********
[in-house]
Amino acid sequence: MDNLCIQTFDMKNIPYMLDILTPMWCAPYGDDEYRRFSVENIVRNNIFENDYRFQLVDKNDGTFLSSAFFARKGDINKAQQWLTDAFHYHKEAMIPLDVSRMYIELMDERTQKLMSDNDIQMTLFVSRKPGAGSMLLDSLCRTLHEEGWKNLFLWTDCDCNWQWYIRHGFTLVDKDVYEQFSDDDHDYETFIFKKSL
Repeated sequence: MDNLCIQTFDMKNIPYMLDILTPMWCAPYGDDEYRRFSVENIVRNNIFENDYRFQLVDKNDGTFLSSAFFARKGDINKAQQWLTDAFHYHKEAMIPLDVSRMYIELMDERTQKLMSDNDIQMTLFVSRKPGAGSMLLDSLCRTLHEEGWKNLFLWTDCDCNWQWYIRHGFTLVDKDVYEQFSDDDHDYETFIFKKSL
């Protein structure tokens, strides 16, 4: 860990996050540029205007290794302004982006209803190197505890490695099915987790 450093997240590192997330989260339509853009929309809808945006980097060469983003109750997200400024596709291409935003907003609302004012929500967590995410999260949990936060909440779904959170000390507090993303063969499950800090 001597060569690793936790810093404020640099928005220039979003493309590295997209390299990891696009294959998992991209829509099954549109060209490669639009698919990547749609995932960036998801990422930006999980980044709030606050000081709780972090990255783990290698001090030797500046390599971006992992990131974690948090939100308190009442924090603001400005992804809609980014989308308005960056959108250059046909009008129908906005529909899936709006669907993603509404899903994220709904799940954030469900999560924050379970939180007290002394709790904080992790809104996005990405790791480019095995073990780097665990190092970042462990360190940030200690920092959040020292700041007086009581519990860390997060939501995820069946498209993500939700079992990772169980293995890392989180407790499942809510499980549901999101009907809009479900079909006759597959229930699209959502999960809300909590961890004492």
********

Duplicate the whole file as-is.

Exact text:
[in-house]
Amino acid sequence: MDNLCIQTFDMKNIPYMLDILTPMWCAPYGDDEYRRFSVENIVRNNIFENDYRFQLVDKNDGTFLSSAFFARKGDINKAQQWLTDAFHYHKEAMIPLDVSRMYIELMDERTQKLMSDNDIQMTLFVSRKPGAGSMLLDSLCRTLHEEGWKNLFLWTDCDCNWQWYIRHGFTLVDKDVYEQFSDDDHDYETFIFKKSL
Repeated sequence: MDNLCIQTFDMKNIPYMLDILTPMWCAPYGDDEYRRFSVENIVRNNIFENDYRFQLVDKNDGTFLSSAFFARKGDINKAQQWLTDAFHYHKEAMIPLDVSRMYIELMDERTQKLMSDNDIQMTLFVSRKPGAGSMLLDSLCRTLHEEGWKNLFLWTDCDCNWQWYIRHGFTLVDKDVYEQFSDDDHDYETFIFKKSL
């Protein structure tokens, strides 16, 4: 860990996050540029205007290794302004982006209803190197505890490695099915987790 450093997240590192997330989260339509853009929309809808945006980097060469983003109750997200400024596709291409935003907003609302004012929500967590995410999260949990936060909440779904959170000390507090993303063969499950800090 001597060569690793936790810093404020640099928005220039979003493309590295997209390299990891696009294959998992991209829509099954549109060209490669639009698919990547749609995932960036998801990422930006999980980044709030606050000081709780972090990255783990290698001090030797500046390599971006992992990131974690948090939100308190009442924090603001400005992804809609980014989308308005960056959108250059046909009008129908906005529909899936709006669907993603509404899903994220709904799940954030469900999560924050379970939180007290002394709790904080992790809104996005990405790791480019095995073990780097665990190092970042462990360190940030200690920092959040020292700041007086009581519990860390997060939501995820069946498209993500939700079992990772169980293995890392989180407790499942809510499980549901999101009907809009479900079909006759597959229930699209959502999960809300909590961890004492």